Infants with chronic neonatal lung disease: recommendations for the use of home oxygen therapy

Med J Aust. 2008 Nov 17;189(10):578-82.

Abstract

Chronic neonatal lung disease (CNLD) is defined as a supplemental oxygen requirement beyond 36 weeks' postmenstrual age, with more severely affected infants requiring oxygen beyond a full-term-equivalent age. Low-flow supplemental oxygen facilitates discharge from hospital of infants with CNLD who develop hypoxia in air. There is a lack of data on the most appropriate minimum mean target oxygen saturation (Spo(2)) level. Reflecting a variety of clinical practices and infant comorbidities (frequency of oxygen desaturation, presence of pulmonary hypertension, retinopathy of prematurity, and adequacy of growth), the minimum mean target range for Spo(2) during overnight oximetry should be 93%-95%. The effect of supplemental oxygen on carbon dioxide retention should be considered before deciding on an oxygen flow. Most infants with CNLD are not ready for discharge until their supplemental oxygen requirement is < or = 0.5 litres per minute delivered through a nasal cannula. The safety of short-term disconnection from supplemental oxygen should be assessed before discharge. Assessment of oxygenation during sleep with continuous overnight oximetry or polysomnography is recommended when weaning infants from supplemental oxygen. Discontinuation of oxygen therapy is based on clinical assessments and documentation of adequate oxygenation in room air. There is limited objective evidence on which to base recommendations.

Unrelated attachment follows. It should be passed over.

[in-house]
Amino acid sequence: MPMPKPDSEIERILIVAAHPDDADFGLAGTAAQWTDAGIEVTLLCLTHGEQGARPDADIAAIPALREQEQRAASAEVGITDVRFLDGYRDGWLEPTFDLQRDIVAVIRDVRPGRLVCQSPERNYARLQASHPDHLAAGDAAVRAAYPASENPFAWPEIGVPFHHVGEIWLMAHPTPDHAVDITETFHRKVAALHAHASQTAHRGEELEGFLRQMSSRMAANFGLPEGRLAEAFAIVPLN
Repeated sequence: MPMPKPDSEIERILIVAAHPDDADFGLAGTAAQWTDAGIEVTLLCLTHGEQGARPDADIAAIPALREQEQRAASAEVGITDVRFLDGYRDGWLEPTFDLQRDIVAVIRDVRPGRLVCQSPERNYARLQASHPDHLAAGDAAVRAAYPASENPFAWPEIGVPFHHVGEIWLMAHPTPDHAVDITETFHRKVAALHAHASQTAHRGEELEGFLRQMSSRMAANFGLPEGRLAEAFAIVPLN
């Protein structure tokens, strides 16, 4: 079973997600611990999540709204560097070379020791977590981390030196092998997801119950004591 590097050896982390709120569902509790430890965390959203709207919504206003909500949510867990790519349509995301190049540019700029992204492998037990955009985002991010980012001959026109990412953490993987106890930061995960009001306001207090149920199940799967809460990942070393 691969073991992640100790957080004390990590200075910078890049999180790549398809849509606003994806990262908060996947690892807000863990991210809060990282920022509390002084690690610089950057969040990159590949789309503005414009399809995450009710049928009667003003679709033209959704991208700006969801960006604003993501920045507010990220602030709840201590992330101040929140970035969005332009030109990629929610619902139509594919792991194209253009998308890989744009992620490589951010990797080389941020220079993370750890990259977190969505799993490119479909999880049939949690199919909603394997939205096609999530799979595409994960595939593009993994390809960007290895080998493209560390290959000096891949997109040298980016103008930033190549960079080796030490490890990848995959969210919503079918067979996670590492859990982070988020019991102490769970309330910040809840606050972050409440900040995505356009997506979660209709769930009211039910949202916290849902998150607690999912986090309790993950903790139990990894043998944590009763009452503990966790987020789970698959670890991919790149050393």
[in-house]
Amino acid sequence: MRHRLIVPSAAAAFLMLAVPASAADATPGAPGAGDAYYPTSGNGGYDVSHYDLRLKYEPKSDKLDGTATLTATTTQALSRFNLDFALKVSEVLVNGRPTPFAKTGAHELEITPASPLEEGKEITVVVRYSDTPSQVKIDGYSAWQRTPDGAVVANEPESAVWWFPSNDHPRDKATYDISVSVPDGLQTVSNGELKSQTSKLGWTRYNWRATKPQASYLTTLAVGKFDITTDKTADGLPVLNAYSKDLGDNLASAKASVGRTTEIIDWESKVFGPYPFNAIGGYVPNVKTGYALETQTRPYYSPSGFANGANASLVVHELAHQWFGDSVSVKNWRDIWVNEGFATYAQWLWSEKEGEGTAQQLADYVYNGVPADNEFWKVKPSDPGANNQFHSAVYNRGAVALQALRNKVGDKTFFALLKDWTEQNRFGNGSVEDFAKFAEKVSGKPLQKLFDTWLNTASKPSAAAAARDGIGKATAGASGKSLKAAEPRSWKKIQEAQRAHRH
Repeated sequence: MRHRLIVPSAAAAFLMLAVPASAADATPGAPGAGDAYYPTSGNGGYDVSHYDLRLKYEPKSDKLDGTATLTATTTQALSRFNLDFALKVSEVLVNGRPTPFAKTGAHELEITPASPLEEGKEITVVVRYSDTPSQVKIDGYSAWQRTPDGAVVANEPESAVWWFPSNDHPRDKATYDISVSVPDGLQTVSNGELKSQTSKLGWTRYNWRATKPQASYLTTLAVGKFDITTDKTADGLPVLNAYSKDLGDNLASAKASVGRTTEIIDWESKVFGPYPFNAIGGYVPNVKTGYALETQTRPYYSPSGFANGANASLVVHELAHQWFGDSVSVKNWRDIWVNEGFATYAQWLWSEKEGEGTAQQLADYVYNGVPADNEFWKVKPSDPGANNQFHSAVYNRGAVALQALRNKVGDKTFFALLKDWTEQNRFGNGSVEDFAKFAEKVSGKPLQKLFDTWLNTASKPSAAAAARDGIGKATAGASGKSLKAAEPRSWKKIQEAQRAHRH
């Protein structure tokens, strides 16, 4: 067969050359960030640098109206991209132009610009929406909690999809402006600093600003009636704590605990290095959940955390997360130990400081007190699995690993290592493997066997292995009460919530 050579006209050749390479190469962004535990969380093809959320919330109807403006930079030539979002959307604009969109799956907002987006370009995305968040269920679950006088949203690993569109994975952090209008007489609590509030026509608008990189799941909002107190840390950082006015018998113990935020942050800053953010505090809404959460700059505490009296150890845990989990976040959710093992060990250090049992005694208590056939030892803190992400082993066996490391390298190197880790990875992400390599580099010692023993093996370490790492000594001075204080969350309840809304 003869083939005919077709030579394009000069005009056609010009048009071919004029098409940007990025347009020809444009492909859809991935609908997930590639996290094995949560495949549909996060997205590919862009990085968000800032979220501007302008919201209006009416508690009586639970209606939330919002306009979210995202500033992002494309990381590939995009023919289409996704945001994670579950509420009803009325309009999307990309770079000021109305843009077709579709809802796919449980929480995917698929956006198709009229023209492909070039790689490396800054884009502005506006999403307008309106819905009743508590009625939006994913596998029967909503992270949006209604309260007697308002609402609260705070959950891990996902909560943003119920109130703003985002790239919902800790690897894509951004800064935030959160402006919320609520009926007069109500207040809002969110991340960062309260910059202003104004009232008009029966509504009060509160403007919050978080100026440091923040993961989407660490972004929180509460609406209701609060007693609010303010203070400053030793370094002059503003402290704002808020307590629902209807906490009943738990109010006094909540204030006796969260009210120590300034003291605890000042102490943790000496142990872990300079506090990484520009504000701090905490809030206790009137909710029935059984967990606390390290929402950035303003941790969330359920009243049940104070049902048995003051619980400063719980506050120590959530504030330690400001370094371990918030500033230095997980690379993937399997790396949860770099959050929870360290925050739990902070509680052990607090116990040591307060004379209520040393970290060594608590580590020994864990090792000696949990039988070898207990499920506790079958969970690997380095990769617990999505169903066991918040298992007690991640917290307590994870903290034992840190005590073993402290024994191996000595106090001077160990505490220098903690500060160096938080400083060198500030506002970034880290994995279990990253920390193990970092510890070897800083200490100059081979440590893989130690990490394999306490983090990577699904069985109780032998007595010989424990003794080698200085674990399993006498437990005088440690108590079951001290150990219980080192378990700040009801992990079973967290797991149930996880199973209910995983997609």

Publication types

  • Practice Guideline

MeSH terms

  • Australia
  • Chronic Disease
  • Home Care Services*
  • Humans
  • Infant
  • Infant, Newborn
  • Infant, Premature
  • Infant, Premature, Diseases / therapy*
  • Lung Diseases / therapy*
  • New Zealand
  • Oxygen Inhalation Therapy*